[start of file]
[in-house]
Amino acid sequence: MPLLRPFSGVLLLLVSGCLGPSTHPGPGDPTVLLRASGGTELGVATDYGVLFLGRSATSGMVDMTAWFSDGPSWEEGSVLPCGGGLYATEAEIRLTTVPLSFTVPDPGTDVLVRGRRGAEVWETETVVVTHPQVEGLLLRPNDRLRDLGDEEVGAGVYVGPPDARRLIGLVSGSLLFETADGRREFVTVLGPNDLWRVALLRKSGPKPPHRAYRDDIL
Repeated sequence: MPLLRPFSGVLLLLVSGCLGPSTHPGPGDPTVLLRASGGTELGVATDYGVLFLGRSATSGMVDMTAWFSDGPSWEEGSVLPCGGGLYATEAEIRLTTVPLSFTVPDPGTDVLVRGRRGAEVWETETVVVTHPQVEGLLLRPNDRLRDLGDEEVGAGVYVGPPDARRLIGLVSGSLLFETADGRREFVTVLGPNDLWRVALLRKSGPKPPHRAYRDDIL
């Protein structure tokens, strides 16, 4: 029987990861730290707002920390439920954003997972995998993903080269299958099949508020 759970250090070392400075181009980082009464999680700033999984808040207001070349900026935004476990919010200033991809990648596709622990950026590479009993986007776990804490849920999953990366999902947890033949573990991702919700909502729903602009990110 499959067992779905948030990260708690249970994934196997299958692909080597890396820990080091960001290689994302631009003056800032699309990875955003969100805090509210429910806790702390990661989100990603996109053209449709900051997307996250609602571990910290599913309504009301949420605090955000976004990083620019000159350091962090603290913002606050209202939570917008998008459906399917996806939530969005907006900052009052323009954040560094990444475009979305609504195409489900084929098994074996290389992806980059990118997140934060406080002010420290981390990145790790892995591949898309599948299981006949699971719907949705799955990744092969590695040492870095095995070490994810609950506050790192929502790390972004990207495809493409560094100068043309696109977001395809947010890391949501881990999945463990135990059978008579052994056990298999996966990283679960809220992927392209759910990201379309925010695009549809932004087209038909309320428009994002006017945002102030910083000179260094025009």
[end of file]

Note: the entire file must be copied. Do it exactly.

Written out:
[in-house]
Amino acid sequence: MPLLRPFSGVLLLLVSGCLGPSTHPGPGDPTVLLRASGGTELGVATDYGVLFLGRSATSGMVDMTAWFSDGPSWEEGSVLPCGGGLYATEAEIRLTTVPLSFTVPDPGTDVLVRGRRGAEVWETETVVVTHPQVEGLLLRPNDRLRDLGDEEVGAGVYVGPPDARRLIGLVSGSLLFETADGRREFVTVLGPNDLWRVALLRKSGPKPPHRAYRDDIL
Repeated sequence: MPLLRPFSGVLLLLVSGCLGPSTHPGPGDPTVLLRASGGTELGVATDYGVLFLGRSATSGMVDMTAWFSDGPSWEEGSVLPCGGGLYATEAEIRLTTVPLSFTVPDPGTDVLVRGRRGAEVWETETVVVTHPQVEGLLLRPNDRLRDLGDEEVGAGVYVGPPDARRLIGLVSGSLLFETADGRREFVTVLGPNDLWRVALLRKSGPKPPHRAYRDDIL
């Protein structure tokens, strides 16, 4: 029987990861730290707002920390439920954003997972995998993903080269299958099949508020 759970250090070392400075181009980082009464999680700033999984808040207001070349900026935004476990919010200033991809990648596709622990950026590479009993986007776990804490849920999953990366999902947890033949573990991702919700909502729903602009990110 499959067992779905948030990260708690249970994934196997299958692909080597890396820990080091960001290689994302631009003056800032699309990875955003969100805090509210429910806790702390990661989100990603996109053209449709900051997307996250609602571990910290599913309504009301949420605090955000976004990083620019000159350091962090603290913002606050209202939570917008998008459906399917996806939530969005907006900052009052323009954040560094990444475009979305609504195409489900084929098994074996290389992806980059990118997140934060406080002010420290981390990145790790892995591949898309599948299981006949699971719907949705799955990744092969590695040492870095095995070490994810609950506050790192929502790390972004990207495809493409560094100068043309696109977001395809947010890391949501881990999945463990135990059978008579052994056990298999996966990283679960809220992927392209759910990201379309925010695009549809932004087209038909309320428009994002006017945002102030910083000179260094025009």